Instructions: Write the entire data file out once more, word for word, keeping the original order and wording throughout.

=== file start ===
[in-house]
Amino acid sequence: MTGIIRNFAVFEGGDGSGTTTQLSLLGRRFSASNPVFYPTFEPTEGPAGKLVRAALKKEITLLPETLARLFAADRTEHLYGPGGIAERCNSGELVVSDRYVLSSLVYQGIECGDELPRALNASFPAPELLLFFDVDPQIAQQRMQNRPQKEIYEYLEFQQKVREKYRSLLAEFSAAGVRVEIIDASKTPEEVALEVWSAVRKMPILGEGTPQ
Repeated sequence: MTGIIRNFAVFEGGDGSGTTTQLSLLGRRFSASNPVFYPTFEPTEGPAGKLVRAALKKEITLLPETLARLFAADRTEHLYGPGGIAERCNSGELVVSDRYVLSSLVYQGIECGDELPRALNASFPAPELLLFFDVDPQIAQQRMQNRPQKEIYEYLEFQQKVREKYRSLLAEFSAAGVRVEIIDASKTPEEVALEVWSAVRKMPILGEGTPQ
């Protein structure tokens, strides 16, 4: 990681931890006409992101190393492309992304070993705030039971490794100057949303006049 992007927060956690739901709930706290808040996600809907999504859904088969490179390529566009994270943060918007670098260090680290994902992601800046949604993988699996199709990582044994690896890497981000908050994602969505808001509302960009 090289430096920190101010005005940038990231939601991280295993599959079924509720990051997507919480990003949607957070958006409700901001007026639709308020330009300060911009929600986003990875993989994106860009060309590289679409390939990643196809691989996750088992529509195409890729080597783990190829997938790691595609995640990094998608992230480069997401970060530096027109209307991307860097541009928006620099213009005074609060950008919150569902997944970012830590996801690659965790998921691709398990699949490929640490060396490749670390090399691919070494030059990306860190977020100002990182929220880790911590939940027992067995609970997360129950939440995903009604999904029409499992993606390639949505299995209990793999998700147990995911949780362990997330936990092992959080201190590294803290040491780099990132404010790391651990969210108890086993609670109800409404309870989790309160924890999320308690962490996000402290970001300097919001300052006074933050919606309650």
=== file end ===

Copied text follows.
[in-house]
Amino acid sequence: MTGIIRNFAVFEGGDGSGTTTQLSLLGRRFSASNPVFYPTFEPTEGPAGKLVRAALKKEITLLPETLARLFAADRTEHLYGPGGIAERCNSGELVVSDRYVLSSLVYQGIECGDELPRALNASFPAPELLLFFDVDPQIAQQRMQNRPQKEIYEYLEFQQKVREKYRSLLAEFSAAGVRVEIIDASKTPEEVALEVWSAVRKMPILGEGTPQ
Repeated sequence: MTGIIRNFAVFEGGDGSGTTTQLSLLGRRFSASNPVFYPTFEPTEGPAGKLVRAALKKEITLLPETLARLFAADRTEHLYGPGGIAERCNSGELVVSDRYVLSSLVYQGIECGDELPRALNASFPAPELLLFFDVDPQIAQQRMQNRPQKEIYEYLEFQQKVREKYRSLLAEFSAAGVRVEIIDASKTPEEVALEVWSAVRKMPILGEGTPQ
């Protein structure tokens, strides 16, 4: 990681931890006409992101190393492309992304070993705030039971490794100057949303006049 992007927060956690739901709930706290808040996600809907999504859904088969490179390529566009994270943060918007670098260090680290994902992601800046949604993988699996199709990582044994690896890497981000908050994602969505808001509302960009 090289430096920190101010005005940038990231939601991280295993599959079924509720990051997507919480990003949607957070958006409700901001007026639709308020330009300060911009929600986003990875993989994106860009060309590289679409390939990643196809691989996750088992529509195409890729080597783990190829997938790691595609995640990094998608992230480069997401970060530096027109209307991307860097541009928006620099213009005074609060950008919150569902997944970012830590996801690659965790998921691709398990699949490929640490060396490749670390090399691919070494030059990306860190977020100002990182929220880790911590939940027992067995609970997360129950939440995903009604999904029409499992993606390639949505299995209990793999998700147990995911949780362990997330936990092992959080201190590294803290040491780099990132404010790391651990969210108890086993609670109800409404309870989790309160924890999320308690962490996000402290970001300097919001300052006074933050919606309650």